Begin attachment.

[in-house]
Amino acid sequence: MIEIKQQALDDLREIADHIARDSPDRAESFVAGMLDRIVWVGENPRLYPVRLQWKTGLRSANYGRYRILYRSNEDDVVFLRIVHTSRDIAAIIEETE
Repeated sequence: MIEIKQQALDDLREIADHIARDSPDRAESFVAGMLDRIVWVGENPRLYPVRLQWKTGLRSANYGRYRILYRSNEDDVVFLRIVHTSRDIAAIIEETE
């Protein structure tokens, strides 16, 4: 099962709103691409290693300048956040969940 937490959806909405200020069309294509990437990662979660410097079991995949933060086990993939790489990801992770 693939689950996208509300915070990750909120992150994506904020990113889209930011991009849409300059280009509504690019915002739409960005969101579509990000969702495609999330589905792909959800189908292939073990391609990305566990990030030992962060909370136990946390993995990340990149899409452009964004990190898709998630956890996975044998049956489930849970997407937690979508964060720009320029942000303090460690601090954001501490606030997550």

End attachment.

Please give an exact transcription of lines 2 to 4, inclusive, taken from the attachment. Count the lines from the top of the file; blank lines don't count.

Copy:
Amino acid sequence: MIEIKQQALDDLREIADHIARDSPDRAESFVAGMLDRIVWVGENPRLYPVRLQWKTGLRSANYGRYRILYRSNEDDVVFLRIVHTSRDIAAIIEETE
Repeated sequence: MIEIKQQALDDLREIADHIARDSPDRAESFVAGMLDRIVWVGENPRLYPVRLQWKTGLRSANYGRYRILYRSNEDDVVFLRIVHTSRDIAAIIEETE
């Protein structure tokens, strides 16, 4: 099962709103691409290693300048956040969940 937490959806909405200020069309294509990437990662979660410097079991995949933060086990993939790489990801992770 693939689950996208509300915070990750909120992150994506904020990113889209930011991009849409300059280009509504690019915002739409960005969101579509990000969702495609999330589905792909959800189908292939073990391609990305566990990030030992962060909370136990946390993995990340990149899409452009964004990190898709998630956890996975044998049956489930849970997407937690979508964060720009320029942000303090460690601090954001501490606030997550």